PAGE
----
Friday, October 27, 2006

It's Only Rock n' Roll

The NY Times joins in on the plethora of "let's save rock and roll" articles, mish-mashing commentary on the Killers, My Chemical Romance, and whatever-the-hell-that-Blink-182-guy-is-doing. To be fair, I haven't (and probably won't) listen to a single one of these new albums, and thus can't and won't comment on the bands themselves. If My Chemical Romance is questioning the state of rock and roll, it might be a fair statement that the kids are more fickle these days, but that's me saying it as an outsider and thus a crochety old man (though I would've thought that every adolescent girl would want to be Karen O, and thus have something to get behind)(it probably also doesn't help that there's little notion of rebellion or danger to mainstream rock these days, unless rampant existential angst gone unchecked counts). If these bands want to write The Great American Album, far be it for me to get in their way - if anything, I'll get out of their way. We all know, however, that there's always something I can be an asshole about.

For instance, wtf with this thesis? "Now that rock ’n’ roll seems more than ever like a niche genre, a handful of bands are reaching for grandeur. In an age of weightless mp3’s, they want to make weighty albums (whatever that means). Conscious of a rock ’n’ roll power vacuum, these bands are trying to fill it."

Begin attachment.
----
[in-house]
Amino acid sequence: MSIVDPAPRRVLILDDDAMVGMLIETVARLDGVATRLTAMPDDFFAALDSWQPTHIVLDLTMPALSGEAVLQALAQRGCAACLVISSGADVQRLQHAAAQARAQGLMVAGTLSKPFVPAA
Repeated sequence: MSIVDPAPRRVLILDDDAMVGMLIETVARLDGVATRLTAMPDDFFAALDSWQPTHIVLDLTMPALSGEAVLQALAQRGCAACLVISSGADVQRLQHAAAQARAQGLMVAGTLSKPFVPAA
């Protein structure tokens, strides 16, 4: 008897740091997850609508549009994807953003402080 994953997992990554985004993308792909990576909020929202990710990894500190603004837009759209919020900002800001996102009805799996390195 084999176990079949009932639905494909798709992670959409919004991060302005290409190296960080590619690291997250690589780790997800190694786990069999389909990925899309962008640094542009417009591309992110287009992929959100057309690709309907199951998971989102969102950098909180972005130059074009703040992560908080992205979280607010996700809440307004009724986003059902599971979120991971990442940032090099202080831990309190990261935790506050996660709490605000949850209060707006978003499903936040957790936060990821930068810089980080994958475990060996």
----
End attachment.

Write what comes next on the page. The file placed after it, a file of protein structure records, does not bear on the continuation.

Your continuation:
A little surprising from Kelefa Sanneh, who I assumed (perhaps incorrectly) was acutely tuned to the "rockism" thing. The statement isn't 'rockist' in the least, but I would've expected Sanneh to know that there's no shortage of rock these days. To extrapolate Sanneh's initial statement, every genre is now a niche genre, and most people can only hope to be a generalist. Though hip hop/pop/all else might have blocked out rock's stranglehold of past decades on the Billboard Hot 100 (though I highly doubt this), the Billboard Hot 100 Chart might not actually mean a whole lot next to the genre-specific charts (well, maybe not to youth culture). If what Sanneh means to say is that there's no one new rock band that we all look to nowadays, it's because we're too busy looking everywhere at once.

For every Kayne heating up the charts, there's seemingly ten emo bands to fill in the gap. Last time I checked, there was no shortage of white adolescent males now dyeing their hair black and toying with eyeliner. There might not be any obvious contenders for 'the greatest rock and roll band alive' in that U2 sort of way (save, perhaps, for Radiohead, if only Thom Yorke could tap into Bono's unwavering optimism), but that's out of glut rather than the disparity that Sanneh surmises. There's a "power vacuum" only in so far as there's just that many more bands vying for the title, and they're all falling in the middle of the pyramid.

It doesn't help that easy accessibility on the Net and otherwise has basically made every teenager a de facto archivalist. Only a short time back, those of us outside the big cities had a hard time finding articles about older bands outside of the rock canon, much less any back catalogue (Punk Planet was as hard to come by as, say, any of the Can albums). Now that anyone with mouse in hand can become an expert in tropicalia overnight, the expanse of the niche audience is staggering. There's no dearth; there's more competition. If My Chemical Romance or any other band - or, perhaps more accurately, their record labels - feels the need to beat the glut and grasp that brass ring known as universality, I suppose the only fail-safe plan is this: go big in Japan first.

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